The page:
The author claims that, “The wonderful interaction of a man and a woman in the complementarity of heterosexual marriage is what makes it so special and beneficial.” De facto relationships aren’t blessed with this special beneficence, according to his paradigm. The author doesn’t mention whether this “complementarity” is only available in Christian marriage, and denied to those who marry in the Registry office or in mosques and synagogues.

I’d like to suggest that what makes a marriage “special and beneficial” is the commitment of the couple, to one another and to the love they live and create, regardless of their gender, religion or lack of it. I’d like to remind the author that very similar arguments were made, not so very long ago, against marriage between blacks and whites.

There are heterosexual marriages that work really well. There are heterosexual marriages that are sites of nuclear devastation and certainly do not work at all. And there are heterosexual marriages that occupy a place between these two extremes, and muddle lovingly along without much drama, one way or the other. But how, I ask in all good faith, will permitting gays and lesbians to marry affect the nature, progress and outcome of any of those marriages?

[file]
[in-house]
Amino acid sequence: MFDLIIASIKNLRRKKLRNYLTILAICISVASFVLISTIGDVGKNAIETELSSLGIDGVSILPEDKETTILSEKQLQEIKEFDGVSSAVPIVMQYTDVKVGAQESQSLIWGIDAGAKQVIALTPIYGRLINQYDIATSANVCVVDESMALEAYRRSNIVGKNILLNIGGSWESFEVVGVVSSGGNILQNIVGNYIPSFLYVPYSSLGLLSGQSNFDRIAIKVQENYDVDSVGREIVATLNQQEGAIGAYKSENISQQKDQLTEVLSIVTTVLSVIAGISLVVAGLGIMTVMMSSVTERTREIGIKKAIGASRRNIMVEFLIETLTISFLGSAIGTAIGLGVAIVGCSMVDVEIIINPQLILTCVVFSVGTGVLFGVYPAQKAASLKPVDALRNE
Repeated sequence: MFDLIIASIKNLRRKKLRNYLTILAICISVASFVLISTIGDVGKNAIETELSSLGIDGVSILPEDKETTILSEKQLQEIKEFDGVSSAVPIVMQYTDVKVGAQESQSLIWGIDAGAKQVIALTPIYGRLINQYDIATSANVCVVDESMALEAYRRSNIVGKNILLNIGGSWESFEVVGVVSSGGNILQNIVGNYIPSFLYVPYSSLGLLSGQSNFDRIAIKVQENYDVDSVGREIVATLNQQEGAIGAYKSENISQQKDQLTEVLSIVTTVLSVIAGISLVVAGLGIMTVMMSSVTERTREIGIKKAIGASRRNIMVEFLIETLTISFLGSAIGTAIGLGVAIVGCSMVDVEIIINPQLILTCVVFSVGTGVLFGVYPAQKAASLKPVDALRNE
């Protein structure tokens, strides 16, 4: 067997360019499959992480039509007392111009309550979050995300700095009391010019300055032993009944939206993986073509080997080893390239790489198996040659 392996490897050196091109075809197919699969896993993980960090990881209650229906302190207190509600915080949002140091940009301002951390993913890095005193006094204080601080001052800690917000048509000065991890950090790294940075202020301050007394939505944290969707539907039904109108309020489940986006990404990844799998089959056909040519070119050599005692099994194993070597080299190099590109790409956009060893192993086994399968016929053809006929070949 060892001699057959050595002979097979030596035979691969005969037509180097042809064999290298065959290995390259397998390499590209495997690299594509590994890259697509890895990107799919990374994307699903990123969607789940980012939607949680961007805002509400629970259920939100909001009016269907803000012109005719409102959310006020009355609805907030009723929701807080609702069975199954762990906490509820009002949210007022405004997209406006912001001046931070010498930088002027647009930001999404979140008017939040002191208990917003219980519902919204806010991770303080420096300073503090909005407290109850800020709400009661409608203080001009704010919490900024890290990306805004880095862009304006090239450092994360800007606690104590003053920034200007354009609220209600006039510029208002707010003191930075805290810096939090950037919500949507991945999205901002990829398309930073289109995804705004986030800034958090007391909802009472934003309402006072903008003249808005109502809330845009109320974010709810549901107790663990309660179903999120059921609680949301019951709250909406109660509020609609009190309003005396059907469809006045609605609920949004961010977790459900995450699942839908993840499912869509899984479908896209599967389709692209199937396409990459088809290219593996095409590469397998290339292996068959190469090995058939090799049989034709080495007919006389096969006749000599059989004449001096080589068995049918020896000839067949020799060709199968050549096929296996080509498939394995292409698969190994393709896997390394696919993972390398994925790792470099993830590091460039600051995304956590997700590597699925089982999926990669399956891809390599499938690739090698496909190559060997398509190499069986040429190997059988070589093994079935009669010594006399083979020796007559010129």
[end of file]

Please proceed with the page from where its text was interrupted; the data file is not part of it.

“The truth is,” the author instructs us, because he clearly believes he is someone who knows a) what the truth is, and b) what most of us think the truth is,  “homosexuals do not at all have in mind what most of us understand marriage to be.” I have to take Meulhlenberg up on this, because I was taught from an early age to always question terms such as “most of us.” To someone from my background (and there are many of us), the use of the term “most of us” to support an argument implies an unsubstantiated but hegemonic perspective that may well be highly inaccurate, if not delusional, and we must treat it with caution.

It is always inadvisable to assume that everybody else thinks like you, or that a “most of us” even exists.

Just what demographic is this “most of us” supposedly comprised of, anyway?

Whether or not all homosexuals have a different concept of marriage from “most of us” has not been determined. But whether they do or not is actually quite irrelevant in terms of the effects of their concepts on heterosexual marriage.

Heterosexuals can already do exactly whatever they choose within their marriages. There is nothing to stop them pursuing any and all kinds of perversions, unless one party in the marriage complains to the police. Gay and lesbian marriage is not going to change the status quo for heterosexuals, even if their ideas are as different as the author claims.

Back to the point on which we do have agreement. The struggle for same sex marriage is indeed about much more than allowing gays and lesbians the same marriage rights as heterosexuals. It is a struggle for equality. It is a struggle for the legal recognition of the all-embracing power of that force we call “love.” All embracing, that is, not exclusive. I do not believe that love excludes. I believe inclusion is one of its prime characteristics. I won’t presume to add that I believe “most of us” agree with my perspective, but I know some people do.

The struggle for same sex marriage is about our nation having the generosity of heart to acknowledge, in its laws, that love comes in many and varied ways, and there is not one amongst us who has the right to judge which loving way is right, and which loving way is wrong.